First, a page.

As to results. it was a good day for the Brits, with all four men and four women qualifying for the finals. That afternoon was another spectator race. Our first taste of Norwegian wood showed it to be physically tough with steep hills, lots of rock and low visibility due to the scrub oak. After the race we had a WOC 99 meeting to sort out who is doing what for the rest of the week. A major topic for debate was whether we could get a bagpiper for the last few days, to make a bit of an impression. The event centre had a huge WOC 99 display as well as a special video showing what people can expect. We also had a tent at each event with more displays and brochures to hand out.
Tuesday 12 August
The Classic Distance Final. Back to the previous day’s finish area, for more of the same. The Norwegians dominate the event, with Petter Thoresen winning the men’s race and Hanne Staff winning the women’s race. The Brits missed the medals, but packed well and overall the results were some of the best ever.
Wednesday 13 August
Spectator races. I was nearly first off, and discovered that if I could finish in under 75 minutes then I would just have time to run the IOF guest race as well. This was quite a challenge for 6 kilometres, especially after a five-minute error at number three, but I managed to complete the rest of the course with no problems and finished in 70 minutes. Just time to run back to the start, register and set off on the ‘medium’ IOF race. This turned out to be three kilometres of only light green standard. Even so you still have to think when leaving the paths.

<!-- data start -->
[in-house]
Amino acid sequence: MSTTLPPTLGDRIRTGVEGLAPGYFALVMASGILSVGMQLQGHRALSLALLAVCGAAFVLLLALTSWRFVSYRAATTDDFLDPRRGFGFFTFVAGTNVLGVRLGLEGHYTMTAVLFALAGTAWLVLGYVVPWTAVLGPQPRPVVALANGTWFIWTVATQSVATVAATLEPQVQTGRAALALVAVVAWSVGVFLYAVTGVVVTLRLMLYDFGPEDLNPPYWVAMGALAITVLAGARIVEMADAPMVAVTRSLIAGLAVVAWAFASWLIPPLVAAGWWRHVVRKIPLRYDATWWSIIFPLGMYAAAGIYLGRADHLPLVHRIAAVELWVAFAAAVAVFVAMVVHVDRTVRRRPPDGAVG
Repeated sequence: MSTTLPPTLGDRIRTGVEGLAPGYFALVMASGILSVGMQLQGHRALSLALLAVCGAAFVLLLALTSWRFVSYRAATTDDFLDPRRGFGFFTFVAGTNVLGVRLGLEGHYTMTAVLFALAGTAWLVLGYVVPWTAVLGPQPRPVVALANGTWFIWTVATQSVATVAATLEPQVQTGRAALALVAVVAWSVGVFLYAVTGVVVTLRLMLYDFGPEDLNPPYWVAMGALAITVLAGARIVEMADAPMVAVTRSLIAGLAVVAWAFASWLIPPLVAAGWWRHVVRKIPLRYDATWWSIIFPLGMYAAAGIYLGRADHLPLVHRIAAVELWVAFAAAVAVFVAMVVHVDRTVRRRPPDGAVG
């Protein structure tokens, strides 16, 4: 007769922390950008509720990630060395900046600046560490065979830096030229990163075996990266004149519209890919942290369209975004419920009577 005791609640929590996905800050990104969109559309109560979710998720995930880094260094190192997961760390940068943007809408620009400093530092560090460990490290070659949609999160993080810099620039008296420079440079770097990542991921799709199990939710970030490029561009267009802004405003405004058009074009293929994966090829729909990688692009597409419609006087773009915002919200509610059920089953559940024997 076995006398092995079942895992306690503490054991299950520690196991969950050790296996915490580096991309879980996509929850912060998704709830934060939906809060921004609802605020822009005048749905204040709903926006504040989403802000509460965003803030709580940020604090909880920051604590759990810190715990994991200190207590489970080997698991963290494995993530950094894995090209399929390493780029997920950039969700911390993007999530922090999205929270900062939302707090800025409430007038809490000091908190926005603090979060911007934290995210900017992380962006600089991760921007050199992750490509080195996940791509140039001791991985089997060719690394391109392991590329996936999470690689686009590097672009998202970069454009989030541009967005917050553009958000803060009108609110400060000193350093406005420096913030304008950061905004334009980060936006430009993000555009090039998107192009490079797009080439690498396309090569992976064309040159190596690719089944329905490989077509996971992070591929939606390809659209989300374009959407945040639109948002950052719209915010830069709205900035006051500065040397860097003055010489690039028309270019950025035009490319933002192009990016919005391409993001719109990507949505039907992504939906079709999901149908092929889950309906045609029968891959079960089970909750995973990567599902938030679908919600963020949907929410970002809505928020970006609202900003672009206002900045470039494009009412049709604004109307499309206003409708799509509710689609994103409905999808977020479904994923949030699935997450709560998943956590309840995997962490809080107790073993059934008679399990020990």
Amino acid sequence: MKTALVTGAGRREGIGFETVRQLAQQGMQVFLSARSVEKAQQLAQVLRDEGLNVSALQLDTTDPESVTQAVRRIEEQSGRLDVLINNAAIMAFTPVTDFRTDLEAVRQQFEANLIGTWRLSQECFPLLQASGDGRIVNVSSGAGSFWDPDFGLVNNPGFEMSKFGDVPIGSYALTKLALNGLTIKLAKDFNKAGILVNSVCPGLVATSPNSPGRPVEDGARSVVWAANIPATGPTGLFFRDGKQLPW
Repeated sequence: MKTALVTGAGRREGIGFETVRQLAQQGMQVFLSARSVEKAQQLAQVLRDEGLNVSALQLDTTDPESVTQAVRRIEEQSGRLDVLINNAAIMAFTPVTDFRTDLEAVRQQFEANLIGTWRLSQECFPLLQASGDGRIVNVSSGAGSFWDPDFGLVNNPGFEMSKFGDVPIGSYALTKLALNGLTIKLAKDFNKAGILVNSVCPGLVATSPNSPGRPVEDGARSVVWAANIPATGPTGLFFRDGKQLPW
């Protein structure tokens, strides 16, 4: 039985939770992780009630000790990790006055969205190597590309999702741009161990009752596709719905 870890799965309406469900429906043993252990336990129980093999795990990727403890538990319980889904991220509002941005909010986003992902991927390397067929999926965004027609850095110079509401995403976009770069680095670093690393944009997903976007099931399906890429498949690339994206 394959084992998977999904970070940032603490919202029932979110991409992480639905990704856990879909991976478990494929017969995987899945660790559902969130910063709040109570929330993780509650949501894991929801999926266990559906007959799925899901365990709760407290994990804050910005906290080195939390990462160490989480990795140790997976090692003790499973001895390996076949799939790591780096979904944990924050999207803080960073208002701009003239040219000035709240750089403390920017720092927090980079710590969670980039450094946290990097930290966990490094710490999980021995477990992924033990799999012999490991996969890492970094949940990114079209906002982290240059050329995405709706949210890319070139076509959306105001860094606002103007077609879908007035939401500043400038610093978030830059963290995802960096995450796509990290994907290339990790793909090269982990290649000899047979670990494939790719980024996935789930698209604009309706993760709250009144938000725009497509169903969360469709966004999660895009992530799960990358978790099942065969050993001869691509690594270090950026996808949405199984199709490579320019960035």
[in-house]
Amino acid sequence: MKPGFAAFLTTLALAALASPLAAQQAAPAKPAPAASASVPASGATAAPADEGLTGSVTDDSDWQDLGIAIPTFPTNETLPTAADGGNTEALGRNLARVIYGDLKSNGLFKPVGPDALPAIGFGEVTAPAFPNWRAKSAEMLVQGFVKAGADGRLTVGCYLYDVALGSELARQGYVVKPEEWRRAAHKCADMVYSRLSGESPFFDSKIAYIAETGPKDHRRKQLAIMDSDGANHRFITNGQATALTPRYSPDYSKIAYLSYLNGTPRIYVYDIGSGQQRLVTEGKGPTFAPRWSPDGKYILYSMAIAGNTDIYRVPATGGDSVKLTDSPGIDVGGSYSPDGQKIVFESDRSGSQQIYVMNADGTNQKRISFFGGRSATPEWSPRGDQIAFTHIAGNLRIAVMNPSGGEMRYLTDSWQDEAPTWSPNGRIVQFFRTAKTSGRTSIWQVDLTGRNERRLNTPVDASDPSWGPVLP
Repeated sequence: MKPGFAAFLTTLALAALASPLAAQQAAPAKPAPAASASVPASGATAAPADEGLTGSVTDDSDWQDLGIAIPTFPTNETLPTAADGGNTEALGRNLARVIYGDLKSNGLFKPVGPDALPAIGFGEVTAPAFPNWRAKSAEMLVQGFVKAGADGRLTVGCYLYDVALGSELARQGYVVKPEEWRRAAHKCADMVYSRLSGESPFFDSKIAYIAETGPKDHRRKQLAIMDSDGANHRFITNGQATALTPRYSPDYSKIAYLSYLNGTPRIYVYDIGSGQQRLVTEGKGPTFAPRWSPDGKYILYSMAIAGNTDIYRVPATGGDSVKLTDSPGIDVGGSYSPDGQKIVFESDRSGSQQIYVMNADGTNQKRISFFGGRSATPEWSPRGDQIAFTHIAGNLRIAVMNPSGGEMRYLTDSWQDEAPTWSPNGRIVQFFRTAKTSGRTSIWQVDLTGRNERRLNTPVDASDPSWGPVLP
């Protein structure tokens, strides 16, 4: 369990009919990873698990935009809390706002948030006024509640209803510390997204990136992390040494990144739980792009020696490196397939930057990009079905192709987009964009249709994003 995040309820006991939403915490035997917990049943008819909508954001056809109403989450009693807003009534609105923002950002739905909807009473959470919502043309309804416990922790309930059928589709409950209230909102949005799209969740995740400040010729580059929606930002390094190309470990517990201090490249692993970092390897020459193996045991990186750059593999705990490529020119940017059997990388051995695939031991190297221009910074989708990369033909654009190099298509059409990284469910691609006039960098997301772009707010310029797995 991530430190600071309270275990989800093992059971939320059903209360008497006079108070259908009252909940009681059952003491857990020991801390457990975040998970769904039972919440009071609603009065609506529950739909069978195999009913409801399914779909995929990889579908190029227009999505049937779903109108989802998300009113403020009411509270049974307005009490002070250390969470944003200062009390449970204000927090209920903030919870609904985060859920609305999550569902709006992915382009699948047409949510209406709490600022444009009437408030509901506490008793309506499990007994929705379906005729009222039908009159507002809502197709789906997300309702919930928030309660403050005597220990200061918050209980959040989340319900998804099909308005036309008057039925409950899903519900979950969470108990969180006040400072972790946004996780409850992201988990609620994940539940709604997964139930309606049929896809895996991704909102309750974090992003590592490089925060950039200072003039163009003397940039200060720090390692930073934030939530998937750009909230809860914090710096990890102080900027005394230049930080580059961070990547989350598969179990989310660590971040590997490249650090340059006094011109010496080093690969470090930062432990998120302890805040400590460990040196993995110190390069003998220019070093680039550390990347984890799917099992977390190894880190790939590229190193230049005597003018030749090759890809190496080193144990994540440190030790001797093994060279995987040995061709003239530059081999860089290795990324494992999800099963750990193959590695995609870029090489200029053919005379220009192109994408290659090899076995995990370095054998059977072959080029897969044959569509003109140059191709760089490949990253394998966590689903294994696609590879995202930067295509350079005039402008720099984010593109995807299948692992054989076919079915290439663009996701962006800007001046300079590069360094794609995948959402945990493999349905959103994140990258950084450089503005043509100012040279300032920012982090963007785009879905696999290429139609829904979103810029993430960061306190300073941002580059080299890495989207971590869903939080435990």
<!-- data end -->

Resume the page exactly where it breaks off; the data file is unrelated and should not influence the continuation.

The main interest was that the whole race was timed electronically using the e-card: your start time is simply the time at which you lift your card from the start control, and your finish time is when you punch the control on the finish line. The British put up a strong performance, with Nik Pugh winning the course, me coming fourth and David May ninth. After this there was a choice of activities. I headed back to the event centre for a hard afternoon of technical meetings. Helen headed for the beach to attend the traditional British squad picnic.